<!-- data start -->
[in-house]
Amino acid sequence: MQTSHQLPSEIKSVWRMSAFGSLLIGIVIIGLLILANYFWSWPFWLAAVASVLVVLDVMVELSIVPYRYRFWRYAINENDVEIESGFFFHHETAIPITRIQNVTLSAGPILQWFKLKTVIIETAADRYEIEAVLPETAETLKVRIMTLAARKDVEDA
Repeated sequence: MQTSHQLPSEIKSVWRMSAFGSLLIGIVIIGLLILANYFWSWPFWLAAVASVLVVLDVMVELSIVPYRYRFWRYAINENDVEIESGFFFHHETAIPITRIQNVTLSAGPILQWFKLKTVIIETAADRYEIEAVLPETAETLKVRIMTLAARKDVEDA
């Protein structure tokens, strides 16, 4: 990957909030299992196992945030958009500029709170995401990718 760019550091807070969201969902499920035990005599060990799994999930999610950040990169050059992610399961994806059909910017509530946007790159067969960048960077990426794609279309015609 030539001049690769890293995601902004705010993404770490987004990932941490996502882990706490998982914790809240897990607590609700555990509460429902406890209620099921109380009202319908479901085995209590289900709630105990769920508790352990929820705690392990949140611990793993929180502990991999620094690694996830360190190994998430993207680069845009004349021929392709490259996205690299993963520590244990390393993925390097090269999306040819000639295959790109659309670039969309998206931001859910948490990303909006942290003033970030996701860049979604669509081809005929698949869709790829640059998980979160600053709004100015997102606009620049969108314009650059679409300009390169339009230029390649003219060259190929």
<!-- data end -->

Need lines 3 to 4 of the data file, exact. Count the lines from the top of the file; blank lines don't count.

Repeated sequence: MQTSHQLPSEIKSVWRMSAFGSLLIGIVIIGLLILANYFWSWPFWLAAVASVLVVLDVMVELSIVPYRYRFWRYAINENDVEIESGFFFHHETAIPITRIQNVTLSAGPILQWFKLKTVIIETAADRYEIEAVLPETAETLKVRIMTLAARKDVEDA
């Protein structure tokens, strides 16, 4: 990957909030299992196992945030958009500029709170995401990718 760019550091807070969201969902499920035990005599060990799994999930999610950040990169050059992610399961994806059909910017509530946007790159067969960048960077990426794609279309015609 030539001049690769890293995601902004705010993404770490987004990932941490996502882990706490998982914790809240897990607590609700555990509460429902406890209620099921109380009202319908479901085995209590289900709630105990769920508790352990929820705690392990949140611990793993929180502990991999620094690694996830360190190994998430993207680069845009004349021929392709490259996205690299993963520590244990390393993925390097090269999306040819000639295959790109659309670039969309998206931001859910948490990303909006942290003033970030996701860049979604669509081809005929698949869709790829640059998980979160600053709004100015997102606009620049969108314009650059679409300009390169339009230029390649003219060259190929």